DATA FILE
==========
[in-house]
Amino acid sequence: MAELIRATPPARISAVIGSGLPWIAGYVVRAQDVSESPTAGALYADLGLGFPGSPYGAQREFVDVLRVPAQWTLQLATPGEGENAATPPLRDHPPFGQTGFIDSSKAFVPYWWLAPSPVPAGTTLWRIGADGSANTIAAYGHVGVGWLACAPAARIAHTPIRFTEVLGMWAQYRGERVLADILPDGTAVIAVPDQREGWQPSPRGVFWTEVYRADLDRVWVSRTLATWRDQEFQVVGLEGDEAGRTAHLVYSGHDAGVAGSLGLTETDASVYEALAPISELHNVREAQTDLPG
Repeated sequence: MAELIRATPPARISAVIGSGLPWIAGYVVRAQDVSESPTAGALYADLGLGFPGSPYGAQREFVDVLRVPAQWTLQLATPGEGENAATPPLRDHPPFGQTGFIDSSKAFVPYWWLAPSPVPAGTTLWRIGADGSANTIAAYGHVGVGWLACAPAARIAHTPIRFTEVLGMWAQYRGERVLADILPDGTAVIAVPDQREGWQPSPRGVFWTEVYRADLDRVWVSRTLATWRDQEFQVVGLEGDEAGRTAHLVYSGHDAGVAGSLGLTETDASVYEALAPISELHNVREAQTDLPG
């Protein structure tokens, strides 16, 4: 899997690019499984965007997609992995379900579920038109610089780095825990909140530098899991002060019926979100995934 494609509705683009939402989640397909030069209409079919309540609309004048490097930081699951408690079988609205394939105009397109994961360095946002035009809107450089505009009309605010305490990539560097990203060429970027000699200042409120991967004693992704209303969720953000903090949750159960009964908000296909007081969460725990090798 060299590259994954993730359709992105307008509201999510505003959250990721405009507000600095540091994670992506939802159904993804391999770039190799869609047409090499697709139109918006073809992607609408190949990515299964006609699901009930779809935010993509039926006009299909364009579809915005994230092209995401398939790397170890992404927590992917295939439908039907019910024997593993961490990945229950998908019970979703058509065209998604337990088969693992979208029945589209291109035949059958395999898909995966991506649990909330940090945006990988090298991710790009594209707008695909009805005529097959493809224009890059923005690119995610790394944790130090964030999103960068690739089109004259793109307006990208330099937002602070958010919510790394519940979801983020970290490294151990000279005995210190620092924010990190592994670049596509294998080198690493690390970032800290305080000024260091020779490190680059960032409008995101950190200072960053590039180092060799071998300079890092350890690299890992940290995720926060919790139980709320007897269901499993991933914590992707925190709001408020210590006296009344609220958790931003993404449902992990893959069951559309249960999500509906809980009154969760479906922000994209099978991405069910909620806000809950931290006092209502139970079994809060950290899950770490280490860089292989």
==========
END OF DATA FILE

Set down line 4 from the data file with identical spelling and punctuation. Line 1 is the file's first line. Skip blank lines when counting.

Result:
């Protein structure tokens, strides 16, 4: 899997690019499984965007997609992995379900579920038109610089780095825990909140530098899991002060019926979100995934 494609509705683009939402989640397909030069209409079919309540609309004048490097930081699951408690079988609205394939105009397109994961360095946002035009809107450089505009009309605010305490990539560097990203060429970027000699200042409120991967004693992704209303969720953000903090949750159960009964908000296909007081969460725990090798 060299590259994954993730359709992105307008509201999510505003959250990721405009507000600095540091994670992506939802159904993804391999770039190799869609047409090499697709139109918006073809992607609408190949990515299964006609699901009930779809935010993509039926006009299909364009579809915005994230092209995401398939790397170890992404927590992917295939439908039907019910024997593993961490990945229950998908019970979703058509065209998604337990088969693992979208029945589209291109035949059958395999898909995966991506649990909330940090945006990988090298991710790009594209707008695909009805005529097959493809224009890059923005690119995610790394944790130090964030999103960068690739089109004259793109307006990208330099937002602070958010919510790394519940979801983020970290490294151990000279005995210190620092924010990190592994670049596509294998080198690493690390970032800290305080000024260091020779490190680059960032409008995101950190200072960053590039180092060799071998300079890092350890690299890992940290995720926060919790139980709320007897269901499993991933914590992707925190709001408020210590006296009344609220958790931003993404449902992990893959069951559309249960999500509906809980009154969760479906922000994209099978991405069910909620806000809950931290006092209502139970079994809060950290899950770490280490860089292989």